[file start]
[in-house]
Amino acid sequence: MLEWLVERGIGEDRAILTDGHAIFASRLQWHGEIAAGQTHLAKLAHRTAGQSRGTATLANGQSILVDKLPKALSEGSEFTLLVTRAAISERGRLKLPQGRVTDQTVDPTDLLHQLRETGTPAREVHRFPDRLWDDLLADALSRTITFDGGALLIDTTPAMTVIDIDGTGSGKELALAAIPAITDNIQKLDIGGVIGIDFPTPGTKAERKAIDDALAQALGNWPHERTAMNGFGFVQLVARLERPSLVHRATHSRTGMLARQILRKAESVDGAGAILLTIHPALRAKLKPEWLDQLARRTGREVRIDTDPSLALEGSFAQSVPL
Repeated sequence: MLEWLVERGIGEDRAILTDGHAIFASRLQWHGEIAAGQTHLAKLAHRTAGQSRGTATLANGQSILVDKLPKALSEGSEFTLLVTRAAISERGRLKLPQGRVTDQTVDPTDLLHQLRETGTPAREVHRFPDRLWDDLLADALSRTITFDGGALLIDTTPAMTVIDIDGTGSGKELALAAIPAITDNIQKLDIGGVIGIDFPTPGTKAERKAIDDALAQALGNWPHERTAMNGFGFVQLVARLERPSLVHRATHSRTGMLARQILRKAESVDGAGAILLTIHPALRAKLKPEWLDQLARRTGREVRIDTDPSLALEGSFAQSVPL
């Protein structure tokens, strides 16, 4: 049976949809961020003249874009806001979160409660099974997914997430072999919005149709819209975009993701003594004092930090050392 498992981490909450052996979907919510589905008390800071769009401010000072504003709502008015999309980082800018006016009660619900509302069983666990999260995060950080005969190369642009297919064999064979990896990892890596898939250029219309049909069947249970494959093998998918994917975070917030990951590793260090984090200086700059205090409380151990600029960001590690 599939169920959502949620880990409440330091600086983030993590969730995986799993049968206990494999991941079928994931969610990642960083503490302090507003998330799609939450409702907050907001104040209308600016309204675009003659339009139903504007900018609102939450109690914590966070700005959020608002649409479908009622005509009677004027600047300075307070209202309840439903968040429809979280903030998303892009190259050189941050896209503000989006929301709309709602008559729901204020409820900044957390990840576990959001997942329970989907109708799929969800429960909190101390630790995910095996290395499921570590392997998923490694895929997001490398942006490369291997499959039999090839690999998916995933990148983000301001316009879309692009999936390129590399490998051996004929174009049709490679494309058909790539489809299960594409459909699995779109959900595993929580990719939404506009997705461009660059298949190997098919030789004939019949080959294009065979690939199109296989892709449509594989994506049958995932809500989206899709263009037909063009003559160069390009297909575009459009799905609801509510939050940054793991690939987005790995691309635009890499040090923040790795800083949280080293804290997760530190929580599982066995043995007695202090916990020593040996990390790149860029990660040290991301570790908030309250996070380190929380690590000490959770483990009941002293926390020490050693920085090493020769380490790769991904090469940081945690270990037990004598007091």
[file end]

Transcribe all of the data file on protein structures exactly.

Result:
[in-house]
Amino acid sequence: MLEWLVERGIGEDRAILTDGHAIFASRLQWHGEIAAGQTHLAKLAHRTAGQSRGTATLANGQSILVDKLPKALSEGSEFTLLVTRAAISERGRLKLPQGRVTDQTVDPTDLLHQLRETGTPAREVHRFPDRLWDDLLADALSRTITFDGGALLIDTTPAMTVIDIDGTGSGKELALAAIPAITDNIQKLDIGGVIGIDFPTPGTKAERKAIDDALAQALGNWPHERTAMNGFGFVQLVARLERPSLVHRATHSRTGMLARQILRKAESVDGAGAILLTIHPALRAKLKPEWLDQLARRTGREVRIDTDPSLALEGSFAQSVPL
Repeated sequence: MLEWLVERGIGEDRAILTDGHAIFASRLQWHGEIAAGQTHLAKLAHRTAGQSRGTATLANGQSILVDKLPKALSEGSEFTLLVTRAAISERGRLKLPQGRVTDQTVDPTDLLHQLRETGTPAREVHRFPDRLWDDLLADALSRTITFDGGALLIDTTPAMTVIDIDGTGSGKELALAAIPAITDNIQKLDIGGVIGIDFPTPGTKAERKAIDDALAQALGNWPHERTAMNGFGFVQLVARLERPSLVHRATHSRTGMLARQILRKAESVDGAGAILLTIHPALRAKLKPEWLDQLARRTGREVRIDTDPSLALEGSFAQSVPL
């Protein structure tokens, strides 16, 4: 049976949809961020003249874009806001979160409660099974997914997430072999919005149709819209975009993701003594004092930090050392 498992981490909450052996979907919510589905008390800071769009401010000072504003709502008015999309980082800018006016009660619900509302069983666990999260995060950080005969190369642009297919064999064979990896990892890596898939250029219309049909069947249970494959093998998918994917975070917030990951590793260090984090200086700059205090409380151990600029960001590690 599939169920959502949620880990409440330091600086983030993590969730995986799993049968206990494999991941079928994931969610990642960083503490302090507003998330799609939450409702907050907001104040209308600016309204675009003659339009139903504007900018609102939450109690914590966070700005959020608002649409479908009622005509009677004027600047300075307070209202309840439903968040429809979280903030998303892009190259050189941050896209503000989006929301709309709602008559729901204020409820900044957390990840576990959001997942329970989907109708799929969800429960909190101390630790995910095996290395499921570590392997998923490694895929997001490398942006490369291997499959039999090839690999998916995933990148983000301001316009879309692009999936390129590399490998051996004929174009049709490679494309058909790539489809299960594409459909699995779109959900595993929580990719939404506009997705461009660059298949190997098919030789004939019949080959294009065979690939199109296989892709449509594989994506049958995932809500989206899709263009037909063009003559160069390009297909575009459009799905609801509510939050940054793991690939987005790995691309635009890499040090923040790795800083949280080293804290997760530190929580599982066995043995007695202090916990020593040996990390790149860029990660040290991301570790908030309250996070380190929380690590000490959770483990009941002293926390020490050693920085090493020769380490790769991904090469940081945690270990037990004598007091």